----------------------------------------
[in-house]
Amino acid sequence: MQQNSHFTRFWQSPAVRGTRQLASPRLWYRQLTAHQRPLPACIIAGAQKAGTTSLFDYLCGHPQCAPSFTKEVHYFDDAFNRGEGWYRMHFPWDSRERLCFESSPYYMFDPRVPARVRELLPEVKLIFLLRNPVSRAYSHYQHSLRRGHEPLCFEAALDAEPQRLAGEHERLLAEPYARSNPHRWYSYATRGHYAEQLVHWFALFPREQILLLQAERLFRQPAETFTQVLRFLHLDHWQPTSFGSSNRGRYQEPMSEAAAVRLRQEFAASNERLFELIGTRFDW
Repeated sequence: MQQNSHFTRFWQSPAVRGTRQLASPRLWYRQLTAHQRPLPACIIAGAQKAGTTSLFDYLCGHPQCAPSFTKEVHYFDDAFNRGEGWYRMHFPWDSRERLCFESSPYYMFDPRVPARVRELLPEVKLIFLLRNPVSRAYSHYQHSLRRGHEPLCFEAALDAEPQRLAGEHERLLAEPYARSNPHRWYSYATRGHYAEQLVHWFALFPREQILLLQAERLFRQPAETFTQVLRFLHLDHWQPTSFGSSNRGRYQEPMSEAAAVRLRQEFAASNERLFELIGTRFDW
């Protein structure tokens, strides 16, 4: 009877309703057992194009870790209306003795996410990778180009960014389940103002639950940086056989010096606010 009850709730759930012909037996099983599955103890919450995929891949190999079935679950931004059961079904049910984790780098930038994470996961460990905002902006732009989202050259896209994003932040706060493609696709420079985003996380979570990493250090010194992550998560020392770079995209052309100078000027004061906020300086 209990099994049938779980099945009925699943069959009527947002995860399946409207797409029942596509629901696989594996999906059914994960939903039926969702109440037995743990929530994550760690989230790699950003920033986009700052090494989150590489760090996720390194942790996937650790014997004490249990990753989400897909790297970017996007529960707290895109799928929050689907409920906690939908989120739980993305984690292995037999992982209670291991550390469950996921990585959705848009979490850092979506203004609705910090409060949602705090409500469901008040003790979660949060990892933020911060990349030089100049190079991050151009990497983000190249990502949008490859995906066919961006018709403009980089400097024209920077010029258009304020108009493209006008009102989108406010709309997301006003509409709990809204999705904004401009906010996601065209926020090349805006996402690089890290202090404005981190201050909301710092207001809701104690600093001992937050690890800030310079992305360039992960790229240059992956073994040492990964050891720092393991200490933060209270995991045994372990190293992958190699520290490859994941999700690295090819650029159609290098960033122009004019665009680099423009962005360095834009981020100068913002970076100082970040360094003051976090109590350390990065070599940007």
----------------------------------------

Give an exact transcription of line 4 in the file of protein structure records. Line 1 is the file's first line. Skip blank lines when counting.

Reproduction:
């Protein structure tokens, strides 16, 4: 009877309703057992194009870790209306003795996410990778180009960014389940103002639950940086056989010096606010 009850709730759930012909037996099983599955103890919450995929891949190999079935679950931004059961079904049910984790780098930038994470996961460990905002902006732009989202050259896209994003932040706060493609696709420079985003996380979570990493250090010194992550998560020392770079995209052309100078000027004061906020300086 209990099994049938779980099945009925699943069959009527947002995860399946409207797409029942596509629901696989594996999906059914994960939903039926969702109440037995743990929530994550760690989230790699950003920033986009700052090494989150590489760090996720390194942790996937650790014997004490249990990753989400897909790297970017996007529960707290895109799928929050689907409920906690939908989120739980993305984690292995037999992982209670291991550390469950996921990585959705848009979490850092979506203004609705910090409060949602705090409500469901008040003790979660949060990892933020911060990349030089100049190079991050151009990497983000190249990502949008490859995906066919961006018709403009980089400097024209920077010029258009304020108009493209006008009102989108406010709309997301006003509409709990809204999705904004401009906010996601065209926020090349805006996402690089890290202090404005981190201050909301710092207001809701104690600093001992937050690890800030310079992305360039992960790229240059992956073994040492990964050891720092393991200490933060209270995991045994372990190293992958190699520290490859994941999700690295090819650029159609290098960033122009004019665009680099423009962005360095834009981020100068913002970076100082970040360094003051976090109590350390990065070599940007």